Hospitality firms face a “major challenge” from higher energy and staff costs as they seek to rebuild following the pandemic, bar and pub operator Mitchells & Butlers has warned.
The company behind brands such as Harvester and All Bar One reported a second year in a row of annual losses though said in recent weeks sales had recovered to pre-pandemic levels.
It said demand seen since venues reopened should help it return to profitability but that higher costs – partly blamed on Brexit – would “inevitably” take their toll on financial performance.
Mitchells said it faced the likelihood of short-term supply chain issues and profit margins looked set to be lower than before the pandemic due to “notable” inflation in food and utility charges and labour costs, as pay is hiked for roles where applicants are now harder to find.
The group, which employs more than 40,000 people across 1,700 sites, was forced to announce 1,300 job cuts last year as reduced trade put its finances under strain.
Results for the company, whose brands also include Toby Carvery and the Miller & Carter steak house chain, showed a pre-tax loss of £42m for the year to 25 September, narrowing from the £123m loss a year earlier.
Sales were down by 9.6% on pre-pandemic levels from two years before with venues closed or subject to restrictions for much of the period and traditional drinking-focused pubs in large city centres worst hit.
Trading recovered towards the end of the period and in the eight weeks since has been 2.7% up on 2019 – thanks to higher spending per head even as volumes of food and drink sold remained lower.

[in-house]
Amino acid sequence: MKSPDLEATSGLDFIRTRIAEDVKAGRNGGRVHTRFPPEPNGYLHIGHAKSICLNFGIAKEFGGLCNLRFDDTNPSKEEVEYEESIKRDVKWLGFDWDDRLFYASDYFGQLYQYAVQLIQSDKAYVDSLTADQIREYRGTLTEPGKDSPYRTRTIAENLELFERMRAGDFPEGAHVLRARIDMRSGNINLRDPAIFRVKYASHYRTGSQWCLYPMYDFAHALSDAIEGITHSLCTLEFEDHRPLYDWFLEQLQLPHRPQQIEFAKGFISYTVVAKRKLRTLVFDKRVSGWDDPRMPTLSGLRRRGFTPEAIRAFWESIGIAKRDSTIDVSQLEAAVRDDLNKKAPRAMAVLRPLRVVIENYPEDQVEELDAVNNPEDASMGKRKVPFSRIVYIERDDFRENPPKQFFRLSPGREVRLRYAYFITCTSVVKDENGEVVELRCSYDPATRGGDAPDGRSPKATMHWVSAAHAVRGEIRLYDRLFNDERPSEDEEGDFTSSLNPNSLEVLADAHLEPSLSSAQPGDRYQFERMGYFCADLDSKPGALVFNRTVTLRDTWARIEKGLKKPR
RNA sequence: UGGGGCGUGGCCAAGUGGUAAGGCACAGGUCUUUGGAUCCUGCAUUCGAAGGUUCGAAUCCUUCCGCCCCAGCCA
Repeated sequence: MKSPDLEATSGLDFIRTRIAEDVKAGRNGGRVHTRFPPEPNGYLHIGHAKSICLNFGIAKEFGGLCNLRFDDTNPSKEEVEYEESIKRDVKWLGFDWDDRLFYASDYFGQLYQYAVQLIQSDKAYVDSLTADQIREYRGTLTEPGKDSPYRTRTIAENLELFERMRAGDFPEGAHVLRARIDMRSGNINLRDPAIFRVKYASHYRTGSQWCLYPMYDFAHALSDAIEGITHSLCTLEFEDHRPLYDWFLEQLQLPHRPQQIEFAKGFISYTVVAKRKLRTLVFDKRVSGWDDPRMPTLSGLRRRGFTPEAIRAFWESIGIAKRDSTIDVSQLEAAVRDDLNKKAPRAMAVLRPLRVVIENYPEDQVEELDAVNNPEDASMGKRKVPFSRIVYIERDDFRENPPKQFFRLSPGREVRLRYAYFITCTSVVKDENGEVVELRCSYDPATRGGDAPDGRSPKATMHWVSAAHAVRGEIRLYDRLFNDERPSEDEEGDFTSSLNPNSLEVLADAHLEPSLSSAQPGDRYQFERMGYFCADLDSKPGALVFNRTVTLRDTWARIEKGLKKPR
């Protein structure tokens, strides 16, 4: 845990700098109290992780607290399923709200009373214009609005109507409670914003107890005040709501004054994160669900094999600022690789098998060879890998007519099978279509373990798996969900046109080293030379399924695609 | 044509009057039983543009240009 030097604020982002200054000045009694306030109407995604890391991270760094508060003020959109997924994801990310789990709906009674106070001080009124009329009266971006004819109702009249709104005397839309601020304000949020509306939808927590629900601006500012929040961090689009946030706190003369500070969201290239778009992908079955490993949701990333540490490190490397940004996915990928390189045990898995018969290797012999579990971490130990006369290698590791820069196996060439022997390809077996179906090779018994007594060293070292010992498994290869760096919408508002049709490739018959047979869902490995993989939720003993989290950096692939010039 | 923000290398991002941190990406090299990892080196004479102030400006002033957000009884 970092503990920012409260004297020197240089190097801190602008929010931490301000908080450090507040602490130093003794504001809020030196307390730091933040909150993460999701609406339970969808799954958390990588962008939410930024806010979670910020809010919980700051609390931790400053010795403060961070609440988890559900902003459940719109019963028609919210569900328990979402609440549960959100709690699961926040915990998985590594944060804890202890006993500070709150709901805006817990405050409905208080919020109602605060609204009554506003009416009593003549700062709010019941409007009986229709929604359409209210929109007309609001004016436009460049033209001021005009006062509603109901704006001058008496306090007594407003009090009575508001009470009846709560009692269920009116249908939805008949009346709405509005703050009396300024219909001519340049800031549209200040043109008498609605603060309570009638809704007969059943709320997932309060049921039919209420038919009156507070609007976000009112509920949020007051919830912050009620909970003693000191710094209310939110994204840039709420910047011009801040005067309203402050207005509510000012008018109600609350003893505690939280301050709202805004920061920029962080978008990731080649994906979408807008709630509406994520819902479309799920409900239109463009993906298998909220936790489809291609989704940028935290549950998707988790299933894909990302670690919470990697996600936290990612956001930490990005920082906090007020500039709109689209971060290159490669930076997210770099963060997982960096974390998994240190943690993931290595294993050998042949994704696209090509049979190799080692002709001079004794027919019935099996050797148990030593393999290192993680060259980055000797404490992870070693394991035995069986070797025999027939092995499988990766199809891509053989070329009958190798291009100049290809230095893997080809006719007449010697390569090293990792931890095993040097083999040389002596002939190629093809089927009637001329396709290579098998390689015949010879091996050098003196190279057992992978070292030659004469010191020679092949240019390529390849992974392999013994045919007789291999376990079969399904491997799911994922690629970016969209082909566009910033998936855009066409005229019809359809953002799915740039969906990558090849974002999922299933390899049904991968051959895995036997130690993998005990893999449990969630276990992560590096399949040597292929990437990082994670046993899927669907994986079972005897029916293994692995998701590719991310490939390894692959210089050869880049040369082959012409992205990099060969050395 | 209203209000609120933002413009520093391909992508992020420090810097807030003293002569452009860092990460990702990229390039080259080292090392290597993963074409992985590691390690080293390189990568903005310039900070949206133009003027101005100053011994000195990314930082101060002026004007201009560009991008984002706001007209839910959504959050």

“However, cost headwinds present a major challenge to the hospitality sector as a whole, most notably in utilities and employment costs,” the company said.
While it was working hard to keep a lid on these, it said “there will inevitably be a residual impact on the current financial year’s performance”.
Chief executive Phil Urban said: “Despite the inevitable challenges faced by our business over the past year we are now well positioned to regain the momentum previously built as we come out of the pandemic.
“The trading environment remains challenging and cost headwinds continue to put pressure on the sector.”
The company said that in the short term “cost pressures are expected to be higher than average due principally to recent escalations in energy costs”.
It added: “Brexit remains an important event for the market and has created risks for the sector, principally around the supply and cost of products and workforce shortages.”
Shares rose 6%.
Richard Hunter, head of markets at Interactive Investor, said: “There is clearly some light at the end of the tunnel and MAB is already seeing the benefits of unrestricted trading.
“The market consensus of the shares as a strong buy indicates a willingness for some to see the current glass as being half-full.”
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